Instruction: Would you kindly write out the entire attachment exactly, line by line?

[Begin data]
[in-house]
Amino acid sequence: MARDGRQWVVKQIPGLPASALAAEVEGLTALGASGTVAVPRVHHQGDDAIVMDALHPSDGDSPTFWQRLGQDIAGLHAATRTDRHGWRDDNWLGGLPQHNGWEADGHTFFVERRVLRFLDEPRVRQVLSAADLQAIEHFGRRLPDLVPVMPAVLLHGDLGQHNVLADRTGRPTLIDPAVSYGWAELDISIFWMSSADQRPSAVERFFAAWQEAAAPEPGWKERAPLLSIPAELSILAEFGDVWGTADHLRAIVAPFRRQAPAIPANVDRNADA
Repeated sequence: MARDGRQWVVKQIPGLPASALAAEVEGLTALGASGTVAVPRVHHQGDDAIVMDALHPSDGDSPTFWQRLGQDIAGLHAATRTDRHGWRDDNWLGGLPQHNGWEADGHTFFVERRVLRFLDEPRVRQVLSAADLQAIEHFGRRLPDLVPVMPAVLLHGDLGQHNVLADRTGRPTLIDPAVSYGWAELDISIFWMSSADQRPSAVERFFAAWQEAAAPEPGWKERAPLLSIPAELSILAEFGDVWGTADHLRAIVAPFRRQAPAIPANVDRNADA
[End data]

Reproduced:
[in-house]
Amino acid sequence: MARDGRQWVVKQIPGLPASALAAEVEGLTALGASGTVAVPRVHHQGDDAIVMDALHPSDGDSPTFWQRLGQDIAGLHAATRTDRHGWRDDNWLGGLPQHNGWEADGHTFFVERRVLRFLDEPRVRQVLSAADLQAIEHFGRRLPDLVPVMPAVLLHGDLGQHNVLADRTGRPTLIDPAVSYGWAELDISIFWMSSADQRPSAVERFFAAWQEAAAPEPGWKERAPLLSIPAELSILAEFGDVWGTADHLRAIVAPFRRQAPAIPANVDRNADA
Repeated sequence: MARDGRQWVVKQIPGLPASALAAEVEGLTALGASGTVAVPRVHHQGDDAIVMDALHPSDGDSPTFWQRLGQDIAGLHAATRTDRHGWRDDNWLGGLPQHNGWEADGHTFFVERRVLRFLDEPRVRQVLSAADLQAIEHFGRRLPDLVPVMPAVLLHGDLGQHNVLADRTGRPTLIDPAVSYGWAELDISIFWMSSADQRPSAVERFFAAWQEAAAPEPGWKERAPLLSIPAELSILAEFGDVWGTADHLRAIVAPFRRQAPAIPANVDRNADA